And she’s not planning to work in crisis management again right away.

King’s co-workers also feel that the job is taxing.

Karmen Pittenger said she doesn’t sleep too well.

“I sleep with one eye open and one ear open and my phone in my bed,” Pittenger said. “That's not a restful sleep.”

Another clinician, Kelly Cooper, said when she is on a solo shift, the competing demands can be overwhelming.

“We have gone on scenes for lots of really tough situations,” Cooper said. “And then we'll be getting calls from schools where the kids are suicidal, and we're getting calls from the hospital. Everyone's like, ‘Why can't you be here, like, right now?’ And you have to prioritize and really manage the chaos.”

According to Pittenger, the Roaring Fork Valley can be especially hard for new residents.

“You come here, and you have an underlying mental health issue,” Pittenger said. “And then you're out there working with a challenging community who come here to visit and explore and have fun. And you go home to your studio apartment, and you're having trouble paying rent. It becomes overwhelming. You have no support systems, you have no family. It's a hard place to be.”

Cooper agreed, particularly compared with her previous work in Boulder.

“I've seen a lot more suicide, it feels like, out here in the Roaring Fork, more completed suicides and very serious attempts,” Cooper said. “Definitely, you know, less workers and more calls, so it's difficult.”

Before March 2020, King said callers were already struggling with things such as mental illness, housing and substance abuse, but the pandemic made it much worse.

“It just added on this really heavy, gray cloud over everyone,” she said.

Muething said the center is working to hire as many experienced people as they can to alleviate some of the pressure.

Since the pandemic began, six clinicians have left the center — some because of housing issues and struggles with the demanding schedule.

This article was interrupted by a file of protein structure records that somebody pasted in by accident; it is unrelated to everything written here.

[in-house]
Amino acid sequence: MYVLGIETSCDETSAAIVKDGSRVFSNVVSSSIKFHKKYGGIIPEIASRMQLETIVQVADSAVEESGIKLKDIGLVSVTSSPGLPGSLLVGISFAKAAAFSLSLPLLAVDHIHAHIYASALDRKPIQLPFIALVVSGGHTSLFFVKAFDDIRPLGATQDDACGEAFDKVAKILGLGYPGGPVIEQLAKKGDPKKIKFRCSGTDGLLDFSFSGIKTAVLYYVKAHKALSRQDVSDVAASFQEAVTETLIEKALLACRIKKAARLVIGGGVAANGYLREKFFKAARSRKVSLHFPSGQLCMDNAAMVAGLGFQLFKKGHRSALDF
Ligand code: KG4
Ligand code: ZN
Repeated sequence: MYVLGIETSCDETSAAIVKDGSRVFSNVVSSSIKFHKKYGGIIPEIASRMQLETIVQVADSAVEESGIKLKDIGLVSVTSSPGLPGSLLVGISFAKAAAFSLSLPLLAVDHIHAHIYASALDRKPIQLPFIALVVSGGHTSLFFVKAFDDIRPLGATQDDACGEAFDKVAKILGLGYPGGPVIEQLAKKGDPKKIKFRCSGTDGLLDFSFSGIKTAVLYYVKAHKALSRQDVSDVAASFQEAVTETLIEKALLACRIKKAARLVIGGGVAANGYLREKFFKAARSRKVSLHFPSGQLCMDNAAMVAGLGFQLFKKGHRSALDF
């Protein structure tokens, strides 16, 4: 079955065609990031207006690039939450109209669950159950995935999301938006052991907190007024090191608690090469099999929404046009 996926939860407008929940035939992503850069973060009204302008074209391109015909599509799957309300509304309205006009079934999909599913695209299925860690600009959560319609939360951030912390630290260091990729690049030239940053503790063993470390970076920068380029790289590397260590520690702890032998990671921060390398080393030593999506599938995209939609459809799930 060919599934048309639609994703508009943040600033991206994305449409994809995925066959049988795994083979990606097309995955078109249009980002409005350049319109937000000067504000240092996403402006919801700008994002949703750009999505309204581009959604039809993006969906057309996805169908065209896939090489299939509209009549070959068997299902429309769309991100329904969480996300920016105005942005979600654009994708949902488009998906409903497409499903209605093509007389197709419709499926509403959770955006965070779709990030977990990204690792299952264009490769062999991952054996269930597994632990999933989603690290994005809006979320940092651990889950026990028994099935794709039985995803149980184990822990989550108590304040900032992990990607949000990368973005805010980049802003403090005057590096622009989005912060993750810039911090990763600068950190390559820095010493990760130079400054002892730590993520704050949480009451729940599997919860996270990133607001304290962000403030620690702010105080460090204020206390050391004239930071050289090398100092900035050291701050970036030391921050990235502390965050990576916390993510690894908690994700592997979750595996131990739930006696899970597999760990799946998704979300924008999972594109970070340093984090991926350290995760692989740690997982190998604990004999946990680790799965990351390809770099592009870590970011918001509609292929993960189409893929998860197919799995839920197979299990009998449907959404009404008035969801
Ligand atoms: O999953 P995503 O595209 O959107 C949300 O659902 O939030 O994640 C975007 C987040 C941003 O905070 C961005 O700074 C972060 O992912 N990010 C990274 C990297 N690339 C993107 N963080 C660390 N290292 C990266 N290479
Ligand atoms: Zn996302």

But the center has also hired 12 employees across the organization to fill the gap and accommodate some of their new programs.

Pittenger has been a crisis clinician at the Aspen Hope Center for more than eight years — far longer than anyone else.

“I think that I am a person that's built with grit and not a lot of people have grit,” Pittenger said. “So if you've got it, then chances are you're going to be a good crisis clinician.”

Pittenger said the Intensive Stabilization Program — where clinicians and therapists work with people in person and over the phone four times a day for a three- to 10-day period — keeps her motivated.

“You can see a physical change in somebody. They look like a completely different person,” Pittenger said. “Watching that progression … the cloud of depression is lifting, the anxiety is stabilizing, it's a beautiful process to watch and to be able to walk beside somebody for that period of time is an honor.”

Despite the exhaustion and constantly interrupted sleep, Pittenger and the other crisis clinicians are still encouraging people to reach out.

“When there's a connection, there's accountability,” Pittenger said. “And if you're connected with somebody, … you can express how you're feeling. Because, let's face it, everybody's struggling these last couple of years. Nobody's free of struggle.”

Clinicians say people who are hurting and don’t know where else to turn should never hesitate to call the center.

Halle Zander is a broadcast journalist and the afternoon anchor on Aspen Public Radio during "All Things Considered." Her work has been recognized by the Public Media Journalists Association, the Colorado Broadcasters Association, and the Society of Professional Journalists.